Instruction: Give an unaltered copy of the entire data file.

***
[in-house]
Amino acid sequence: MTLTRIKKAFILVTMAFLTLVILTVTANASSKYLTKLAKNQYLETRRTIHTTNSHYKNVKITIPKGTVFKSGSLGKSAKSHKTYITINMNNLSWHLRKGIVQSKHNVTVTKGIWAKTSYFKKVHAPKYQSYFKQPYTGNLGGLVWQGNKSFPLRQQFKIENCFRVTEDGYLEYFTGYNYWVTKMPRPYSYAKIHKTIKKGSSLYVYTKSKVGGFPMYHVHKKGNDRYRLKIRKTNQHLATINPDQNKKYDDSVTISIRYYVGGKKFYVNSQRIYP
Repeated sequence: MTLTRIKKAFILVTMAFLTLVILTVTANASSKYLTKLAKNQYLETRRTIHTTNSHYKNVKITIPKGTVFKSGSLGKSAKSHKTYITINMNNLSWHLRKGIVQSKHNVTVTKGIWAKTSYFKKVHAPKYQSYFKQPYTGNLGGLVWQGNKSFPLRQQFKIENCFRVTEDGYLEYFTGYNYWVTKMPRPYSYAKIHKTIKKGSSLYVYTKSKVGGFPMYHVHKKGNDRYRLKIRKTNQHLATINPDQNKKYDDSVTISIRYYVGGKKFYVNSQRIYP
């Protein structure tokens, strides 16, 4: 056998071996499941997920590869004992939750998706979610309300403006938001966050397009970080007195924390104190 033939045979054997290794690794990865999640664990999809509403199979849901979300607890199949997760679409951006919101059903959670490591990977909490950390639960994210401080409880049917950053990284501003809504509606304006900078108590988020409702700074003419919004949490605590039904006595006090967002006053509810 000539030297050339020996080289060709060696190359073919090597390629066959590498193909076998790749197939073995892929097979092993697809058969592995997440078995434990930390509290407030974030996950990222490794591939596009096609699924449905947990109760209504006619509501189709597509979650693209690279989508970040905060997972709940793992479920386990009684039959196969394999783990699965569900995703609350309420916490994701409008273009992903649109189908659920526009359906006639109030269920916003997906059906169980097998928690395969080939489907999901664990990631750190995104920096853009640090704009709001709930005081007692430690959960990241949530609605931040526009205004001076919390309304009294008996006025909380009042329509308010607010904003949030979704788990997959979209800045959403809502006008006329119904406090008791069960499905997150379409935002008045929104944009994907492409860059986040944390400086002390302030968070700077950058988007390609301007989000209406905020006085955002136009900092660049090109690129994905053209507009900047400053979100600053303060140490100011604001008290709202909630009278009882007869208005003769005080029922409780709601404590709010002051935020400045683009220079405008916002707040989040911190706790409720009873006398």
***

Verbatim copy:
[in-house]
Amino acid sequence: MTLTRIKKAFILVTMAFLTLVILTVTANASSKYLTKLAKNQYLETRRTIHTTNSHYKNVKITIPKGTVFKSGSLGKSAKSHKTYITINMNNLSWHLRKGIVQSKHNVTVTKGIWAKTSYFKKVHAPKYQSYFKQPYTGNLGGLVWQGNKSFPLRQQFKIENCFRVTEDGYLEYFTGYNYWVTKMPRPYSYAKIHKTIKKGSSLYVYTKSKVGGFPMYHVHKKGNDRYRLKIRKTNQHLATINPDQNKKYDDSVTISIRYYVGGKKFYVNSQRIYP
Repeated sequence: MTLTRIKKAFILVTMAFLTLVILTVTANASSKYLTKLAKNQYLETRRTIHTTNSHYKNVKITIPKGTVFKSGSLGKSAKSHKTYITINMNNLSWHLRKGIVQSKHNVTVTKGIWAKTSYFKKVHAPKYQSYFKQPYTGNLGGLVWQGNKSFPLRQQFKIENCFRVTEDGYLEYFTGYNYWVTKMPRPYSYAKIHKTIKKGSSLYVYTKSKVGGFPMYHVHKKGNDRYRLKIRKTNQHLATINPDQNKKYDDSVTISIRYYVGGKKFYVNSQRIYP
């Protein structure tokens, strides 16, 4: 056998071996499941997920590869004992939750998706979610309300403006938001966050397009970080007195924390104190 033939045979054997290794690794990865999640664990999809509403199979849901979300607890199949997760679409951006919101059903959670490591990977909490950390639960994210401080409880049917950053990284501003809504509606304006900078108590988020409702700074003419919004949490605590039904006595006090967002006053509810 000539030297050339020996080289060709060696190359073919090597390629066959590498193909076998790749197939073995892929097979092993697809058969592995997440078995434990930390509290407030974030996950990222490794591939596009096609699924449905947990109760209504006619509501189709597509979650693209690279989508970040905060997972709940793992479920386990009684039959196969394999783990699965569900995703609350309420916490994701409008273009992903649109189908659920526009359906006639109030269920916003997906059906169980097998928690395969080939489907999901664990990631750190995104920096853009640090704009709001709930005081007692430690959960990241949530609605931040526009205004001076919390309304009294008996006025909380009042329509308010607010904003949030979704788990997959979209800045959403809502006008006329119904406090008791069960499905997150379409935002008045929104944009994907492409860059986040944390400086002390302030968070700077950058988007390609301007989000209406905020006085955002136009900092660049090109690129994905053209507009900047400053979100600053303060140490100011604001008290709202909630009278009882007869208005003769005080029922409780709601404590709010002051935020400045683009220079405008916002707040989040911190706790409720009873006398």